I wonder what Saturn’s rings are made of?
If you ever get an opportunity to peer at Saturn through a telescope, even a small one, you are looking at one of nature’s most majestic sights. You will be inspired, as Galileo was in 1610, when he became the first person to observe the beautiful ring structure of Saturn.
Four robot spacecraft have visited Saturn. The latest, named Cassini, went in orbit around Saturn in July, 2004. Cassini sent back thousands of colored pictures of the rings and moons of Saturn. Cassini carried a detachable vehicle, Huygens, which parachuted onto the surface of Titan, a moon of Saturn. Stunning pictures of this alien world were sent back by the wheelbarrow sized Huygens.
The rings of Saturn are composed of ice and some rock and dust. They are 240,000 miles wide but only about 300 feet thick. The smallest particles are smaller than a grain of sand and the largest are about the size of a bus.
There are between 500 and 1,000 rings, with gaps in the rings. Each little particle could be thought of as a moon. Saturn has 31 “regular” moons, but 6 are considered major moons. Titan is the largest moon and is much bigger than our own Moon.
We know that the Moon pulls on the Earth and the Earth pulls on the Moon. It is that gravitational tug on each other that causes the tides here on Earth. But tides affect solid objects also. When an object, such as a moon, gets too close to the planet, the tidal forces will tear that object apart and shatter it into thousands of pieces.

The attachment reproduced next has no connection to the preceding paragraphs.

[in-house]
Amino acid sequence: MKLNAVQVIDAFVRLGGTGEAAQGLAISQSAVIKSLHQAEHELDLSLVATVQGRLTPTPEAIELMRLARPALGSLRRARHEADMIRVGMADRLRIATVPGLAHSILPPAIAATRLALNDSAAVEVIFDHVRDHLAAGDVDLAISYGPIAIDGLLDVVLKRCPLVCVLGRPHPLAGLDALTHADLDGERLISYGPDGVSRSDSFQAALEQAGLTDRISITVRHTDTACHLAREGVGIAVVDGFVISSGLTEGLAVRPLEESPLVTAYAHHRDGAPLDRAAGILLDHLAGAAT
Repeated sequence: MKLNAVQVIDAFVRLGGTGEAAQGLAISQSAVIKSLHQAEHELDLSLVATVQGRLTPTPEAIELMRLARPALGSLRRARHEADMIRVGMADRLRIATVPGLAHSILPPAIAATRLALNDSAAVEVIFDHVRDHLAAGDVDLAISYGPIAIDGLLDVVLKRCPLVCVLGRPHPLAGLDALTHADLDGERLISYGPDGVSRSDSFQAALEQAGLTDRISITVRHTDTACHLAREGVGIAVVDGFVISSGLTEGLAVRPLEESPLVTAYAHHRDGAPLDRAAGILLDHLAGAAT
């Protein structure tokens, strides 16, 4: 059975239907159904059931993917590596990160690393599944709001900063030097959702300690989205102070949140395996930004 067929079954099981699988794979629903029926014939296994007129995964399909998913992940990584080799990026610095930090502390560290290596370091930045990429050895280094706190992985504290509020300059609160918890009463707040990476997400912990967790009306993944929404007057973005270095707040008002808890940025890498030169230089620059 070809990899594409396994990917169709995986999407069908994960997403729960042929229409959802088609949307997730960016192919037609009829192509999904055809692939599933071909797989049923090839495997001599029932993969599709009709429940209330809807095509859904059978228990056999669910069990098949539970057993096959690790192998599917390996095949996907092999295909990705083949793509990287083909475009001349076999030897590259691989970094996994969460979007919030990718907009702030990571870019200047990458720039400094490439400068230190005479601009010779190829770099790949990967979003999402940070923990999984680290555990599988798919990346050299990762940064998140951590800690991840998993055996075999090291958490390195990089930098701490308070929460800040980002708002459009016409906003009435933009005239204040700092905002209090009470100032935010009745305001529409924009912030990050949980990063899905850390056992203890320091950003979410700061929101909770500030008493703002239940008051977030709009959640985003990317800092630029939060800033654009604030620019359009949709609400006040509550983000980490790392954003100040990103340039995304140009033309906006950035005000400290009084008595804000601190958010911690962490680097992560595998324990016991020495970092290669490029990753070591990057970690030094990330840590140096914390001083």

There is a mathematical rule, termed the Roche limit, that determines how close an object can get to a planet and not be torn apart. The Earth’s Roche limit is about 12,000 miles. Not to worry, though, our Moon is 240,000 miles away.
Saturn in almost 100 times more massive than our Earth. So the Roche limit extends out quite far from Saturn’s surface. Billions of years ago, moons, rocks, comets, and any other debris that got too close to Saturn was pulverized and trapped in orbits forming the rings. Asteroids and other objects are continually bombarding the solar system. All that stuff gets caught in the ring system.
The other gas giants of Jupiter, Uranus, and Neptune also have rings around them. They are quite faint and not easily seen. They are more like wispy circles. Saturn has the most material inside that Roche limit, and hence has the most elaborate set of rings.
There are many gaps in the rings. The biggest gap is Cassini’s Division. From Earth, it looks like a thin black gap in the rings. It was first seen in 1675 by Giovanni Cassini from the Paris Observatory.
Saturn is now a “morning star”, along with Venus. Look in the Eastern sky just before dawn. Each morning it will appear higher in the sky. If you have a small telescope, the ring tilt is about 19 degrees in December, and Saturn will show off
her magnificent rings.